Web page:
Sunday, February 22, 2009

GM's Problem – No More Speaky Branding

When we think of the U.S. auto industry's ailments, we think of legacy costs, unions, bloated bureaucracies, etc. But the illness goes to something more fundamental.

GM once had ideas – and intuitive understanding of brand differentiation. Over the years GM lost this understanding... and lost all else in the process. This picture tells the tale.
One car proclaims American muscle, sex and brass... The other reeks of clip boards, flaccidity and porridge... no doubt its owner's manual had instructions in English and French.
You can read the full sad story in the New York Times:
http://www.nytimes.com/2009/02/20/business/20pontiac.html?scp=1&sq=pontiac&st=cse
Draw your own conclusions.

The original Pontiac was a daring leader of Native Americans in the 1760s.
Under GM's guidance, Chief Pontiac would have been re-directed to sew moccasins for a living.

brandsinger

Saturday, February 21, 2009

Bank brands – All bets are off

On Saturday I was walking along in the sunshine and happened to pass an office of U.S. Trust – you know, the New York-based bank for rich people which was bought by Bank of America in 2007. As I stared at the sign out front, I felt uneasy and then slightly sick. No, not because the turkey bacon sandwich I had eaten was acting up. Slightly sick at our entire branding profession and the petty, indulgent services we often perform. Look at that bold, all-caps U.S. Trust signature, I said to myself. See how deliberately B of A preserved the U.S. Trust name in order not to scare off wealthy clients who might think, “Horrors, our clubby institution is now under the thumb of that plebian bank based in North Carolina.”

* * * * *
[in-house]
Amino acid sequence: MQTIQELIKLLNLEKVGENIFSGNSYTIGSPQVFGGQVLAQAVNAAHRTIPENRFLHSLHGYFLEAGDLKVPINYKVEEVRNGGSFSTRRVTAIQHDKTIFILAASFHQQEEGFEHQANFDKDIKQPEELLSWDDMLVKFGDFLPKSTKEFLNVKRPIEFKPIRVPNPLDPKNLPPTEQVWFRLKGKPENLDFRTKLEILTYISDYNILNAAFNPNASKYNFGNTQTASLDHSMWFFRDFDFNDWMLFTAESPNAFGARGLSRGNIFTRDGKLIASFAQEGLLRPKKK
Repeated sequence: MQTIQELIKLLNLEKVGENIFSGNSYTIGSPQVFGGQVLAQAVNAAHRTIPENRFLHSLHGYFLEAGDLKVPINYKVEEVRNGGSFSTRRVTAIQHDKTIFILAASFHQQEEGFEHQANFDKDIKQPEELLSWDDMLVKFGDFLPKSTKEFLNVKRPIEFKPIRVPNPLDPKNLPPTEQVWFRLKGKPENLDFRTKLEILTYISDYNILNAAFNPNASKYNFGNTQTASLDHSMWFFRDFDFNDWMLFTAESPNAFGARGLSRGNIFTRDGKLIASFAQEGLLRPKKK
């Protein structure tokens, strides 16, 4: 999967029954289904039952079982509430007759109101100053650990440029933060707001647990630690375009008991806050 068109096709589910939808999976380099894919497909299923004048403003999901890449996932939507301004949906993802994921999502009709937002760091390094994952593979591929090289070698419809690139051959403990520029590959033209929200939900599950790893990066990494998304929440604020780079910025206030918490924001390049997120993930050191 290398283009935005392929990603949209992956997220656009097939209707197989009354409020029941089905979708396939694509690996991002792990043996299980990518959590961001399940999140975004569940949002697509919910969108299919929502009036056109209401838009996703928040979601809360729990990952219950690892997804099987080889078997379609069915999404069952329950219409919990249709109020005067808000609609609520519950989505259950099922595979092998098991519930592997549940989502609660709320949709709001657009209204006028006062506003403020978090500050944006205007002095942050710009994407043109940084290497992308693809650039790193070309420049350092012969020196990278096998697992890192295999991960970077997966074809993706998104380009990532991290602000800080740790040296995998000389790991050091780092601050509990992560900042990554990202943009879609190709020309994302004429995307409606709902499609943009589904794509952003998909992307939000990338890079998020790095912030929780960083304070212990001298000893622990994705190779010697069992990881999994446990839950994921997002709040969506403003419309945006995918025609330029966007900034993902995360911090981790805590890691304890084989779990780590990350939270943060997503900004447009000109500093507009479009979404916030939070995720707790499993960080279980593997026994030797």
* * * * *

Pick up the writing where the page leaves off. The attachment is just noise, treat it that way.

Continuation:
I noted the oh-so-deliberately placed Bank of America logo to the right of the U.S. TRUST name, a manifest link back to the “parent brand,” in marketing parlance. My eye drifted down to the subordinated Bank of America name, presented with such perfect calculation in front of the prissy phrase “Private Wealth Management,” which was chosen to ward off any undeserving mere millionaire dentist.

How many versions of this placement were tried by the design staff? Was the logo first placed in front of the name, then tried on top, then ghosted back? I know how these exercises go. The goal is to send the perfect message of interconnectedness between the ultra-PRIVATE U.S. Trust and the ultra-strong-and-ubiquitous Bank of America.

And now, in this crisis, it’s all such vanity.

Can you discern the cause of my weltschmerz? Today, this meticulous fussing over size, fonts, kerning, nomenclature and color is TOTALLY irrelevant. Bank of America is openly ridiculed as a ZOMBIE BANK, its assets considered toxic, its stock down from over $40 to under $4 in a single year, its depositors only hanging around because the U.S. government announced that it will protect their money.

All that costly fussing in a slick design studio has been rendered futile as bank after bank succumbs to the industry-wide disaster. One day, many months ago, a proud creative director pronounced that sign ready for placement on the building in front of me. Some day in the future, a workman will come along and lop off that subtly placed logo… or yank off the entire sign and replace it with a sheet of aluminum with red letters that read, DRY CLEANERS.

brandsinger